A consequence of the PKE selection strategy is that the country allocation has been an irrelevance. “The country selection we have, depends on the stocks in the portfolio and because of this we have been overweight in the US, compared with the MSCI. This was not our intention, it just happened when we added up all our stocks. It also happened to be the market to be in for the past few years.”
When the PKE portfolio was started, there were no sector indices, so Winkler reckoned that the portfolio had to make sure that it at least did better than a global index, and the MSCI was chosen. “We said that if we did not beat that index over two to three years, we would stop!” If things had not worked out, the fund could have bought the index. Now, they are quite confident about out performing it. “If you really do your homework on a long run basis, you should have no problems in beating the index, as there are so many bad apples in the index,” he says.
The big outperformance within the portfolio came from those companies that did particularly well, which Winkler refers to as his “gorgeous stocks”. “We had some awful companies, that did not perform the way we expected. Every company in the portfolio is tracked against the in-dex to see if it outperfoms the index over the period. All companies, with one exception, were over the index in the time frame. If every company is above the index you will be fine.”
On the question of the volatility within this portfolio, Winkler expresses surprise that it was on the low side. “I thought since we were taking huge bet sin a number of stocks, the volatility would be great. But we were living at a time when a lot of investors took to the large cap stocks. The volatility was low as they were going in one direction - pretty steadily upward.” But he found that when the market went down the portfolio outperformed the correction. “In those circumstances, everyone wants to have the good companies and they were bought on the downturn, being seen as good buying opportunities.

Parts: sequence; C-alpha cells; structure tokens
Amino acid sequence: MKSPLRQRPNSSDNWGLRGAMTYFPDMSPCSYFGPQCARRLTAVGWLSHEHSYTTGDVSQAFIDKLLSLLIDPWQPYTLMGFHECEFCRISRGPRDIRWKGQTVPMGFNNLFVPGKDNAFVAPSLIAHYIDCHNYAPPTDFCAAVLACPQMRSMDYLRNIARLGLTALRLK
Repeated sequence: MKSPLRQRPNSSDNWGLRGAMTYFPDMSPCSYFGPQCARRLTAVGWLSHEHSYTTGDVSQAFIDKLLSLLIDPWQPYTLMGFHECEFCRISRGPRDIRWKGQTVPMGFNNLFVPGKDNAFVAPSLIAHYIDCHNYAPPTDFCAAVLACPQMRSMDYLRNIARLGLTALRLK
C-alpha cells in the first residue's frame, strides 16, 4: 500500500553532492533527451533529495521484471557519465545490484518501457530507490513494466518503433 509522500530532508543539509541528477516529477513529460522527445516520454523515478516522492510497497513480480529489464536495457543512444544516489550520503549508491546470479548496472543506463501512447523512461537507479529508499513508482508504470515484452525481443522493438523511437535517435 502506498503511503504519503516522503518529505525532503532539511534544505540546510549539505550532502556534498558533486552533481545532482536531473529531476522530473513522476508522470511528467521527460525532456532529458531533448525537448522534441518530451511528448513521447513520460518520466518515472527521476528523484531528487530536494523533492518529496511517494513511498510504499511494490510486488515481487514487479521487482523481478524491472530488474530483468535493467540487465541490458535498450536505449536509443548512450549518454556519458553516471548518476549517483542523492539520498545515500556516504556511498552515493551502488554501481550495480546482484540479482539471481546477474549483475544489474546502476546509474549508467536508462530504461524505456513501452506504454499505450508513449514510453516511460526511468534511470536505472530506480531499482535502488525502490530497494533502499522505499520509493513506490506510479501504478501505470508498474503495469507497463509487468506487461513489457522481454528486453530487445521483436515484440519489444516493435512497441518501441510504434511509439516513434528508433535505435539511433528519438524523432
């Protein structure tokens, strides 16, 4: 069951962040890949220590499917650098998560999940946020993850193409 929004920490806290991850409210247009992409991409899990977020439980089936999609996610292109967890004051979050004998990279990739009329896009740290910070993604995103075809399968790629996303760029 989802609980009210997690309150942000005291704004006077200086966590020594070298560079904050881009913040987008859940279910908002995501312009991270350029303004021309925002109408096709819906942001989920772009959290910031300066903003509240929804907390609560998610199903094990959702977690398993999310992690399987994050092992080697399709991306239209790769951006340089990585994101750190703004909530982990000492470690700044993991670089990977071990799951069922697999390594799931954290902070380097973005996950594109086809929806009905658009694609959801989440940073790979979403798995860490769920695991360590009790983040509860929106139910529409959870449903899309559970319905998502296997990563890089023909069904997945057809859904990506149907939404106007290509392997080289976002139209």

“This did help to keep volatility on the low side, though this situation may not remain the same. But I am not focused on the volatility, as we have to make money in the long run. In fact, I think the goal is absolute performance.”
He thinks it is essential to have a substantial volatility reserve within the fund. “I would argue that we need a 20 to 25% volatility reserve in order to have an aggressive strategy, with the rest of the surplus being distributed to members.”
So far the fund has had no negative years of return since 1991, though there were years when the index was down. “The worst year was 1993, when the index was down and we were 7.7% positive.” So financially the fund is a healthy position and last year the overall contribution rate was reduced from 15% of pay to 10%. “For this you get 80% of final salary, fully indexed.”
The scheme has noticed the impact of greater life expectancy among its 6,000 pensioners. “Each year, people are living upwards of one month longer. In eight years’ time people are living a whole year longer and this has to be paid by the fund,” acknowledges Winkler.